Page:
The world of commerce is undergoing a digital transformation. As the advance of technology continues to open up new possibilities in the realms of accessibility, device capability and monetisation within social media, the internet and mobile channels, the business world is experiencing a revolution in the way enterprises and customers interact. Treasurers should be able to benefit by improving business performance and straight-through processing (STP), while cutting the cost of payments and collections.
So-called ‘smart’ devices – be they smartphones or tablets – are becoming the consumer platform of choice for paying online for goods and services, anytime and anywhere. An increasing amount of business is being conducted via such devices, and companies are responding by developing innovative applications – or “apps” as they are commonly known – to boost the user experience and increase customer loyalty.
Payment methods have struggled to keep pace with this trend. Customers can browse and select products online, but the virtual check-out’s available options – such as credit card payment, automated clearing house (ACH) payment, or cash on delivery – have hardly changed from the pre-digital era, and often fail to meet the specific requirements of digital commerce.
In response, new payment instruments are emerging – and they bring with them the potential to enhance the consumer experience, substantially reduce risk, and enable new business models to be adopted. Such developments will transform the way payments are made, and managed, for both business-to-consumer (B2C) and business-to-business (B2B) transactions.
Corporate treasurers will be at the centre of this transformation. By realising the potential of emerging payments and integrating them with existing payment infrastructure, treasurers will be able to enhance business performance via a reduction in the cost of payment and collection processes across both digital and traditional sales channels. The opportunities exist for both B2C and B2B commerce.
B2C: Changing Needs in Commerce
For consumers, the digital transformation of commerce has the potential to change the world into a virtual shopping centre, open 24-hours a day, seven days a week, and providing unlimited choice. Indeed, figures show that the online commerce market is growing fast. The total value of e-commerce sales in the US in 2011 came to USD 194.3 billion – an increase of 16.1 % from the preceding year 1. As impressive as this figure is, it still equates to only 5 % of total retail sales in the USA – meaning there is enormous potential for growth. Indeed, double-digit growth is expected for the coming years.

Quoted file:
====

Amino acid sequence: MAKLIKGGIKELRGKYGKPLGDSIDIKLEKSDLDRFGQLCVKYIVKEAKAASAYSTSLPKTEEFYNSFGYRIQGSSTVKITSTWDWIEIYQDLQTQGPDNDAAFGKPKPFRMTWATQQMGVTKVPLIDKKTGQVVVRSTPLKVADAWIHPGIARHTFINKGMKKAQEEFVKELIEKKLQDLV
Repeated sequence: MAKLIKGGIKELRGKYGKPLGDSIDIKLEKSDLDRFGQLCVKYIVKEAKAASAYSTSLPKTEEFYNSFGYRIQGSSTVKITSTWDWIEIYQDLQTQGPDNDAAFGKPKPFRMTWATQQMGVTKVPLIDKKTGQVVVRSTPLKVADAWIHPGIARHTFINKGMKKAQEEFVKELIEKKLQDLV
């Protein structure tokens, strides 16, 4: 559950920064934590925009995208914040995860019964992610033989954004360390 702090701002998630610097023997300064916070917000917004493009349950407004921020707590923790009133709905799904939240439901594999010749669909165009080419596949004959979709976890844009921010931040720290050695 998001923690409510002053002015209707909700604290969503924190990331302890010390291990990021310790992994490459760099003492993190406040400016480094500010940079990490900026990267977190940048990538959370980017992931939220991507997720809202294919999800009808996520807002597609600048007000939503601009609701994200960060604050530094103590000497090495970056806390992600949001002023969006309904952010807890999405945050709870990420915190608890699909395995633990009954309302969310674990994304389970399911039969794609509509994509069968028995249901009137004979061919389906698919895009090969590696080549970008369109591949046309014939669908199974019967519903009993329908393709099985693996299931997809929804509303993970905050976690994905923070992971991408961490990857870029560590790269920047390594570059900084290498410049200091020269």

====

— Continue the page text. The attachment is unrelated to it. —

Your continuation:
Such growth will be fuelled by the increasing popularity and market penetration of smart devices, which enable users to search for offers, compare prices and purchase products both online and in store. In 2011, online retailer Amazon’s global volume of sales conducted over smartphones doubled to US$2bn. And In the US, 47 % 2 of smartphone owners made use of smart phone-enabled shopping apps.
In what is a highly competitive environment, retailers seeking to differentiate themselves need to offer their customers a superior end-to-end experience, from advertisement to check-out.
Advanced payment solutions will be integral to this – not least because customers expect straightforward, easy and user friendly payment processes, such as Amazon’s ‘1-click’ method, known for its simplicity, and Apple’s iTunes payment, which enables immediate delivery.
Emerging payment solutions can also help to increase customer loyalty. The ability to save and redeem points acquired through customer loyalty schemes should be integrated with the payment experience, for both online and offline payments.
Indeed, the progression of technology not only advances e-commerce, but also enables the convergence of the online and offline spheres. Customers can browse online and buy offline, and vice versa. Furthermore, buying online is not limited to purchasing goods from online retailers, but extends to paying for goods in actual shops, where the smart devices of both the consumer and merchant can be linked to complete a transaction ‘in the cloud’.